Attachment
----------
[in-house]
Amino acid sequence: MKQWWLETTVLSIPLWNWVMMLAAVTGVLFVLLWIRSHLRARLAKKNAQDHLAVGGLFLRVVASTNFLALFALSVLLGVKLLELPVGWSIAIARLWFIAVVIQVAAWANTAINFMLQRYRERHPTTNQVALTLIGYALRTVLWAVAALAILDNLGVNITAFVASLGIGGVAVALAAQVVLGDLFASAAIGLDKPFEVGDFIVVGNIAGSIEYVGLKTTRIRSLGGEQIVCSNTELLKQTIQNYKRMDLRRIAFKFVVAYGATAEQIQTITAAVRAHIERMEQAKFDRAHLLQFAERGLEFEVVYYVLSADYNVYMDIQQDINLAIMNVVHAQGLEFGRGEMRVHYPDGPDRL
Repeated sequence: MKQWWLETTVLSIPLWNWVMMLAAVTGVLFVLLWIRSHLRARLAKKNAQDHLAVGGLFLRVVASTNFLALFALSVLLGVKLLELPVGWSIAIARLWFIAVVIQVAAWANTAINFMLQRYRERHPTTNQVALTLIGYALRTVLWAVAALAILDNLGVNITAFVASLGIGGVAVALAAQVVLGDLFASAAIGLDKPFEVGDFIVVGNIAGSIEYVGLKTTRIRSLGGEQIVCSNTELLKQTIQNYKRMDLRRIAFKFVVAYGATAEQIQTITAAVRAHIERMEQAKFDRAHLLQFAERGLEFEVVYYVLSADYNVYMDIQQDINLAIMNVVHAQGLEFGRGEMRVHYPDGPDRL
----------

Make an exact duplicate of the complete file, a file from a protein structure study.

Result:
[in-house]
Amino acid sequence: MKQWWLETTVLSIPLWNWVMMLAAVTGVLFVLLWIRSHLRARLAKKNAQDHLAVGGLFLRVVASTNFLALFALSVLLGVKLLELPVGWSIAIARLWFIAVVIQVAAWANTAINFMLQRYRERHPTTNQVALTLIGYALRTVLWAVAALAILDNLGVNITAFVASLGIGGVAVALAAQVVLGDLFASAAIGLDKPFEVGDFIVVGNIAGSIEYVGLKTTRIRSLGGEQIVCSNTELLKQTIQNYKRMDLRRIAFKFVVAYGATAEQIQTITAAVRAHIERMEQAKFDRAHLLQFAERGLEFEVVYYVLSADYNVYMDIQQDINLAIMNVVHAQGLEFGRGEMRVHYPDGPDRL
Repeated sequence: MKQWWLETTVLSIPLWNWVMMLAAVTGVLFVLLWIRSHLRARLAKKNAQDHLAVGGLFLRVVASTNFLALFALSVLLGVKLLELPVGWSIAIARLWFIAVVIQVAAWANTAINFMLQRYRERHPTTNQVALTLIGYALRTVLWAVAALAILDNLGVNITAFVASLGIGGVAVALAAQVVLGDLFASAAIGLDKPFEVGDFIVVGNIAGSIEYVGLKTTRIRSLGGEQIVCSNTELLKQTIQNYKRMDLRRIAFKFVVAYGATAEQIQTITAAVRAHIERMEQAKFDRAHLLQFAERGLEFEVVYYVLSADYNVYMDIQQDINLAIMNVVHAQGLEFGRGEMRVHYPDGPDRL